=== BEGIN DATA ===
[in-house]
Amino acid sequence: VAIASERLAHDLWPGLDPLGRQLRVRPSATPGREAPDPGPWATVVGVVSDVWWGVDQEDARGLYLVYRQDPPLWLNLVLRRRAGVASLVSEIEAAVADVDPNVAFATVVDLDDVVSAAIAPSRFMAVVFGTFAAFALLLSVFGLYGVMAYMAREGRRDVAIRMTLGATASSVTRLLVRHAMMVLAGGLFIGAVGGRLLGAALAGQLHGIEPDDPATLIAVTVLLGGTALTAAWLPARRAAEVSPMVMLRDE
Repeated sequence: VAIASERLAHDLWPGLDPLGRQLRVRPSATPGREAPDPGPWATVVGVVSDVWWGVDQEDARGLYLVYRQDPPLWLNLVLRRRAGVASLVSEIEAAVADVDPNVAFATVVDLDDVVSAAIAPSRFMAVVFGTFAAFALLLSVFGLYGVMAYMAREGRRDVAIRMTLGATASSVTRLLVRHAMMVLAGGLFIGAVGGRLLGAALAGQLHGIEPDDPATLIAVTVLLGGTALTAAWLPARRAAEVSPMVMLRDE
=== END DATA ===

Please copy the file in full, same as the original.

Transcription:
[in-house]
Amino acid sequence: VAIASERLAHDLWPGLDPLGRQLRVRPSATPGREAPDPGPWATVVGVVSDVWWGVDQEDARGLYLVYRQDPPLWLNLVLRRRAGVASLVSEIEAAVADVDPNVAFATVVDLDDVVSAAIAPSRFMAVVFGTFAAFALLLSVFGLYGVMAYMAREGRRDVAIRMTLGATASSVTRLLVRHAMMVLAGGLFIGAVGGRLLGAALAGQLHGIEPDDPATLIAVTVLLGGTALTAAWLPARRAAEVSPMVMLRDE
Repeated sequence: VAIASERLAHDLWPGLDPLGRQLRVRPSATPGREAPDPGPWATVVGVVSDVWWGVDQEDARGLYLVYRQDPPLWLNLVLRRRAGVASLVSEIEAAVADVDPNVAFATVVDLDDVVSAAIAPSRFMAVVFGTFAAFALLLSVFGLYGVMAYMAREGRRDVAIRMTLGATASSVTRLLVRHAMMVLAGGLFIGAVGGRLLGAALAGQLHGIEPDDPATLIAVTVLLGGTALTAAWLPARRAAEVSPMVMLRDE